10 Best Whitetail Hunting In Wisconsin
Updated on: May 2023
Best Whitetail Hunting In Wisconsin in 2023
Blaze Orange: Whitetail Deer Hunting in Wisconsin
Blaze Orange: Whitetail Deer Hunting in Wisconsin by Dewitz, Travis (2014) Hardcover
Failproof Tactics for Whitetail Bowhunting: Tips and Techniques to Help You Take a Trophy This Season (Bowhunting Preservation Alliance)
Where to Find All the Best Hunting / Dove Shooting: Get Set for Ultimate Upland Fun / Big Deer: Secret Whitetail Haunts in New York, Michigan, Wisconsin, Kansas & Canada / Wild Hunts for Moose, Caribou, Blacktails & Pronghorns (Petersen's Hunting, August 1999)
True Adventure Stories Of A Whitetail Deer Hunter: 40 Years Of Successful Hunting
Shooter's Bible Guide to Planting Food Plots: A Comprehensive Handbook on Summer, Fall, and Winter Crops To Attract Deer to Your Property
I Like Big Bucks And I Can't Lie: Hunting Trip Diary Camouflage ( Camo ) Journal Notebook Cover | Outdoor Record for Hunts from Bucks to Ducks Fishing To Elk Camp | Space for up 50 Trip Details
We See 40 Deer In 4 Hours: Hunting Bucks Using the Wind
Season 2 The Modern Day Mountain Man : Brown Bear, grizzly bear, Dall sheep, caribou, and moose hunting in Alaska and Whitetail hunting from Canada and Wisconsin, 11 hunts over 4 hours!
S2E9: Bale Blind Trophy, Rattling Rutting Bucks
Tennessee Deer Population Reduced by Up to 40 Percent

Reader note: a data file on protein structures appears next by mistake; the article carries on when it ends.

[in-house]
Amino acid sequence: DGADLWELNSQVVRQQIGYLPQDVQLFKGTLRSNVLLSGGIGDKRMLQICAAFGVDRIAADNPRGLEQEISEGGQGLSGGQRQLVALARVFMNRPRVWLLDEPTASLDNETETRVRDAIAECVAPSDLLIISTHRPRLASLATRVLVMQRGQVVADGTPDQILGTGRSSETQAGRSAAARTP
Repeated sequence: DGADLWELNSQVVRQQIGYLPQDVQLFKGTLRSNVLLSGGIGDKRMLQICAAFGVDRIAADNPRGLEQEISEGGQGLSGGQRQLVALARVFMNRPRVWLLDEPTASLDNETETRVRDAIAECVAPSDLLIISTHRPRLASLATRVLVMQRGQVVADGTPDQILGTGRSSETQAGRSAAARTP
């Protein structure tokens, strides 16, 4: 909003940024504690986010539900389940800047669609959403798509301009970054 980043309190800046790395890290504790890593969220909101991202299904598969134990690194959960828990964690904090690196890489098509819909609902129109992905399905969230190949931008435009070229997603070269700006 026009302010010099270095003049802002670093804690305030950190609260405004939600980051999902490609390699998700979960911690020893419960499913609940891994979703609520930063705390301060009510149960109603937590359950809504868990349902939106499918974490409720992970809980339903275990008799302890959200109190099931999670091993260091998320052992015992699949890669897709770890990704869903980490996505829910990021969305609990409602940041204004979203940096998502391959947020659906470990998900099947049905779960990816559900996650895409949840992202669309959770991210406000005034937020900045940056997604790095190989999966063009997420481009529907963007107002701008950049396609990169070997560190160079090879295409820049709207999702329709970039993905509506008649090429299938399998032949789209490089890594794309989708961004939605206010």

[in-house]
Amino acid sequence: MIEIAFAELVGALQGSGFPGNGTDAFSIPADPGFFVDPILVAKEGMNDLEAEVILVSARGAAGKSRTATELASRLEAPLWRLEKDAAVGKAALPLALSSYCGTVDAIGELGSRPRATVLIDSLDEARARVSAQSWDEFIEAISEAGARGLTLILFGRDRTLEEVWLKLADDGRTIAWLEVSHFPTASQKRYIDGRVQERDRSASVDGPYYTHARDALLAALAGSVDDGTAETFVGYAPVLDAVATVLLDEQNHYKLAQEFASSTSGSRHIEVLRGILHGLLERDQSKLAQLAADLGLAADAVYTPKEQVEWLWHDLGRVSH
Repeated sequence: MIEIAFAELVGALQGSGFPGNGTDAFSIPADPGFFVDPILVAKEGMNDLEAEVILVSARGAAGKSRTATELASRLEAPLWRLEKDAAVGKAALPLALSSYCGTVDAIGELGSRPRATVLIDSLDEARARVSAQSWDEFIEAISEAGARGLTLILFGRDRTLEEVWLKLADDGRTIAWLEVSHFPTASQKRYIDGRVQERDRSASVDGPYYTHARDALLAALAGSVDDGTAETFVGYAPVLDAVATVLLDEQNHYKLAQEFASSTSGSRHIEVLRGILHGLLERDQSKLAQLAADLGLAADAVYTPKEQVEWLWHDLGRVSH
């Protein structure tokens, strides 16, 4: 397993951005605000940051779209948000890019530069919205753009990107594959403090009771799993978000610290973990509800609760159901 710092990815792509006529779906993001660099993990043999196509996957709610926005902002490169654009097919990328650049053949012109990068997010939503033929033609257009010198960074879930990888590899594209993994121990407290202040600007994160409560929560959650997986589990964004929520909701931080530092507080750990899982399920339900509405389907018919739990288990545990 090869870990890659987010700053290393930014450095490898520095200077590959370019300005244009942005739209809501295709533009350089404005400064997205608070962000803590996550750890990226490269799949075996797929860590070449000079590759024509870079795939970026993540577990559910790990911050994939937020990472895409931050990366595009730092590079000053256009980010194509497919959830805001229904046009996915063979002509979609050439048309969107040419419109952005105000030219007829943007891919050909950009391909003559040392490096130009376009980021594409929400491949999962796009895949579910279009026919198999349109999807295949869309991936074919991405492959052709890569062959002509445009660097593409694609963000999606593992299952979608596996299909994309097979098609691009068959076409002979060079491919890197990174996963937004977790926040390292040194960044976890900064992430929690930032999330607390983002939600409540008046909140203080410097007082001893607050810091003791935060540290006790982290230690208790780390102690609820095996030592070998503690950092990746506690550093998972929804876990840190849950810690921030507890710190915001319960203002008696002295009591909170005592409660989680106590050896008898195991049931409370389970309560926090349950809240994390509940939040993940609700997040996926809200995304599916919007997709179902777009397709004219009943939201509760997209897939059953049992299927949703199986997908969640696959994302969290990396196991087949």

EHD has claimed the lives of a large population of Tennessee's whitetail deer.
TWRA officials issued a press release stating that EHD has long been an issue in Tennessee, yet some years there are virtually no reports of whitetail deaths due to this disease. Officials express concern that due to the extreme heat and dry weather experienced in Tennessee over the summer, cases were reported in higher numbers and occurred much earlier in the year than normal.
Disease Coordinator, Roger Applegate was quoted as saying "However, the most important thing for hunters, landowners, and the public to know is that this is a regular and natural event that routinely afflicts white-tailed deer and that it is not transmissible to humans or any other animals." He also said there should be little concern about Tennessee's deer population, as whatever toll this disease takes on the whitetail deer population would be reversed with two to three years.
EHD is a disease caused by a virus transmitted to the deer through the bite of fly. Deer that contract the disease suffer from respiratory problems, swelling of the neck and tongue, fever and depression. Deer who survive the disease will experience a prolonged recovery period. Researchers believe that females who survive the disease may pass an immunity to the disease to their future offspring, which will aide in protecting the population in future years.
TWRA reports that the mortality rate in some areas of the state is nearly 40% of the deer population in some areas. TWRA request that hunters and landowners report any dead deer suspected of dying of EHD. There was no word on the effect the high number of deaths would take on the upcoming deer season.
Tennessee taxidermist, Don Russell, told reporters, "We will see in a few months, the effect the disease really has had on the deer population. The number of deer brought into my shop will tell the real story."
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